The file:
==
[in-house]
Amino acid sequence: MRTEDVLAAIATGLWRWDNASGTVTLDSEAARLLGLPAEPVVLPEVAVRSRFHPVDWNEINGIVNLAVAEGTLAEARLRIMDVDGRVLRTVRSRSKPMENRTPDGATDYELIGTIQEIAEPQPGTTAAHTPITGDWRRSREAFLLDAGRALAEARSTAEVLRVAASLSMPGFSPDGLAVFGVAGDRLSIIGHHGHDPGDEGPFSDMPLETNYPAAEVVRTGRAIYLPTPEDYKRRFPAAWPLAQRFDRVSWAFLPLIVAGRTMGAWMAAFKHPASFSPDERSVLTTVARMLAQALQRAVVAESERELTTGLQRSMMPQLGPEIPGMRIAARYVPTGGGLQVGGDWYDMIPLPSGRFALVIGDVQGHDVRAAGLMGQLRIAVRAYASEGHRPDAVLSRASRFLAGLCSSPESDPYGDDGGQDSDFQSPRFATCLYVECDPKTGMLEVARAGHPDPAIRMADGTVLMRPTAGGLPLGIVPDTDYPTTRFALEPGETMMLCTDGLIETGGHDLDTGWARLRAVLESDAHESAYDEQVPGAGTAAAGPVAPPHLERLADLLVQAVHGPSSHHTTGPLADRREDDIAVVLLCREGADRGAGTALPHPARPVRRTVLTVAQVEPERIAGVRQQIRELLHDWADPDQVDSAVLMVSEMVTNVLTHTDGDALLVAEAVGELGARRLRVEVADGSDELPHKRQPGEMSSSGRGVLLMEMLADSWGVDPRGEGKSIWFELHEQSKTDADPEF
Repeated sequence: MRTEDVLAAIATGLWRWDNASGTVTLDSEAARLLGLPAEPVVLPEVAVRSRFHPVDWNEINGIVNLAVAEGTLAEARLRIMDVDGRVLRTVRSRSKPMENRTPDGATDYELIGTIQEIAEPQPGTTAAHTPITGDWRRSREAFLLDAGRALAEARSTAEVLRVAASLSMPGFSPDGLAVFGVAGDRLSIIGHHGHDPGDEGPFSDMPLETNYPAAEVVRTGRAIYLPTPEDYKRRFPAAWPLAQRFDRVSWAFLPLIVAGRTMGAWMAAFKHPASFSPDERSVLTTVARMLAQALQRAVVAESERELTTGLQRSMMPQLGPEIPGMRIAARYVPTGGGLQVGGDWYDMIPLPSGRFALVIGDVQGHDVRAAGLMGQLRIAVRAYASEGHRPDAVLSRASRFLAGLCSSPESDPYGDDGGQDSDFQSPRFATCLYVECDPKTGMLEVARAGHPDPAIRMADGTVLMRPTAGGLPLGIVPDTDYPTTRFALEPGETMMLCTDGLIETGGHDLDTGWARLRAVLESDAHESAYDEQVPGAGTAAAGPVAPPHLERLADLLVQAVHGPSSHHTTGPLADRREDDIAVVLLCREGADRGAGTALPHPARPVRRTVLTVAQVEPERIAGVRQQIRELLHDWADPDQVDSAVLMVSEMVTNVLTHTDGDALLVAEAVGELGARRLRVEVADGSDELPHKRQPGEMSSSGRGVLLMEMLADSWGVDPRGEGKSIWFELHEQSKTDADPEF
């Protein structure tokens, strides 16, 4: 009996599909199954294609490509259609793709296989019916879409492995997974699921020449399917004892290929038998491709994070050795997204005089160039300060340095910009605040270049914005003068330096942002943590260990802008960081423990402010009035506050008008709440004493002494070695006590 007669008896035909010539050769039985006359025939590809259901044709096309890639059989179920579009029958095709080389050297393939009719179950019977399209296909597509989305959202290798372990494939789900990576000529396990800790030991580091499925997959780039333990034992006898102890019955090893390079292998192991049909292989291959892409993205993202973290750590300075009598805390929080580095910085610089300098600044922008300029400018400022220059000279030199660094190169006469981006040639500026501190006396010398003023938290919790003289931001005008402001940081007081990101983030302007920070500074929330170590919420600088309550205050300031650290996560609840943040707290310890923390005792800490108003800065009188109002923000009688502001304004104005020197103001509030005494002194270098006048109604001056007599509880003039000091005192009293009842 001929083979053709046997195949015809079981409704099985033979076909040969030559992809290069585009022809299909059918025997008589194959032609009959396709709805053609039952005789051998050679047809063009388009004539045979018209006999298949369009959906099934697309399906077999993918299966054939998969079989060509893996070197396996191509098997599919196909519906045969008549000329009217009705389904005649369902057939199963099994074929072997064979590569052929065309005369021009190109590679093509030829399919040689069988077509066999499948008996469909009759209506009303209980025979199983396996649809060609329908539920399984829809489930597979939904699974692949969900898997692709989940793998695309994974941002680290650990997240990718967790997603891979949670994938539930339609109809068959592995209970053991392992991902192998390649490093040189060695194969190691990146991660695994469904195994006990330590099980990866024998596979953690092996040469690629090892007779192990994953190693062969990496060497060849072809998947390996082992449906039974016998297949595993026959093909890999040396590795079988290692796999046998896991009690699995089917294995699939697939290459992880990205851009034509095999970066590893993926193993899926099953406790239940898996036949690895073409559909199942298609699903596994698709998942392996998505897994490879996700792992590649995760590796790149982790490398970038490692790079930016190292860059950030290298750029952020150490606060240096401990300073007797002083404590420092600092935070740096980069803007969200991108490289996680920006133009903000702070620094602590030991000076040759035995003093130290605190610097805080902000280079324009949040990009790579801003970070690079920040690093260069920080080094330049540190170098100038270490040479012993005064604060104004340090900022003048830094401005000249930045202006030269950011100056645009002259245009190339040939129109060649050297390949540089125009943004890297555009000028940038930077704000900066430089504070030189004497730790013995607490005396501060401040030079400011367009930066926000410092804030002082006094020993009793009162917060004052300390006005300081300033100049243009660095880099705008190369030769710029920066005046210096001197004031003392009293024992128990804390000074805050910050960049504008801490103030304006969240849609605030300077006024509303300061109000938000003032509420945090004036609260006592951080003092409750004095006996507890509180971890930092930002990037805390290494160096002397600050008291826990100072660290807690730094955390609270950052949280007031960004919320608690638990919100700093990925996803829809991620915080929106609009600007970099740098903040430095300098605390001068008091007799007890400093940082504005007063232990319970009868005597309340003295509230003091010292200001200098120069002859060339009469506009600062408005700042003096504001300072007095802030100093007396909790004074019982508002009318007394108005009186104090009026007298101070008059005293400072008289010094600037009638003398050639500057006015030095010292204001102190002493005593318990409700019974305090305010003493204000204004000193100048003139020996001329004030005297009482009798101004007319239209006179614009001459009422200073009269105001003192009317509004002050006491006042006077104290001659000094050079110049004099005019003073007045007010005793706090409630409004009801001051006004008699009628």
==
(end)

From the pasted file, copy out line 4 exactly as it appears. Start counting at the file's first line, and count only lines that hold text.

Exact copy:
């Protein structure tokens, strides 16, 4: 009996599909199954294609490509259609793709296989019916879409492995997974699921020449399917004892290929038998491709994070050795997204005089160039300060340095910009605040270049914005003068330096942002943590260990802008960081423990402010009035506050008008709440004493002494070695006590 007669008896035909010539050769039985006359025939590809259901044709096309890639059989179920579009029958095709080389050297393939009719179950019977399209296909597509989305959202290798372990494939789900990576000529396990800790030991580091499925997959780039333990034992006898102890019955090893390079292998192991049909292989291959892409993205993202973290750590300075009598805390929080580095910085610089300098600044922008300029400018400022220059000279030199660094190169006469981006040639500026501190006396010398003023938290919790003289931001005008402001940081007081990101983030302007920070500074929330170590919420600088309550205050300031650290996560609840943040707290310890923390005792800490108003800065009188109002923000009688502001304004104005020197103001509030005494002194270098006048109604001056007599509880003039000091005192009293009842 001929083979053709046997195949015809079981409704099985033979076909040969030559992809290069585009022809299909059918025997008589194959032609009959396709709805053609039952005789051998050679047809063009388009004539045979018209006999298949369009959906099934697309399906077999993918299966054939998969079989060509893996070197396996191509098997599919196909519906045969008549000329009217009705389904005649369902057939199963099994074929072997064979590569052929065309005369021009190109590679093509030829399919040689069988077509066999499948008996469909009759209506009303209980025979199983396996649809060609329908539920399984829809489930597979939904699974692949969900898997692709989940793998695309994974941002680290650990997240990718967790997603891979949670994938539930339609109809068959592995209970053991392992991902192998390649490093040189060695194969190691990146991660695994469904195994006990330590099980990866024998596979953690092996040469690629090892007779192990994953190693062969990496060497060849072809998947390996082992449906039974016998297949595993026959093909890999040396590795079988290692796999046998896991009690699995089917294995699939697939290459992880990205851009034509095999970066590893993926193993899926099953406790239940898996036949690895073409559909199942298609699903596994698709998942392996998505897994490879996700792992590649995760590796790149982790490398970038490692790079930016190292860059950030290298750029952020150490606060240096401990300073007797002083404590420092600092935070740096980069803007969200991108490289996680920006133009903000702070620094602590030991000076040759035995003093130290605190610097805080902000280079324009949040990009790579801003970070690079920040690093260069920080080094330049540190170098100038270490040479012993005064604060104004340090900022003048830094401005000249930045202006030269950011100056645009002259245009190339040939129109060649050297390949540089125009943004890297555009000028940038930077704000900066430089504070030189004497730790013995607490005396501060401040030079400011367009930066926000410092804030002082006094020993009793009162917060004052300390006005300081300033100049243009660095880099705008190369030769710029920066005046210096001197004031003392009293024992128990804390000074805050910050960049504008801490103030304006969240849609605030300077006024509303300061109000938000003032509420945090004036609260006592951080003092409750004095006996507890509180971890930092930002990037805390290494160096002397600050008291826990100072660290807690730094955390609270950052949280007031960004919320608690638990919100700093990925996803829809991620915080929106609009600007970099740098903040430095300098605390001068008091007799007890400093940082504005007063232990319970009868005597309340003295509230003091010292200001200098120069002859060339009469506009600062408005700042003096504001300072007095802030100093007396909790004074019982508002009318007394108005009186104090009026007298101070008059005293400072008289010094600037009638003398050639500057006015030095010292204001102190002493005593318990409700019974305090305010003493204000204004000193100048003139020996001329004030005297009482009798101004007319239209006179614009001459009422200073009269105001003192009317509004002050006491006042006077104290001659000094050079110049004099005019003073007045007010005793706090409630409004009801001051006004008699009628």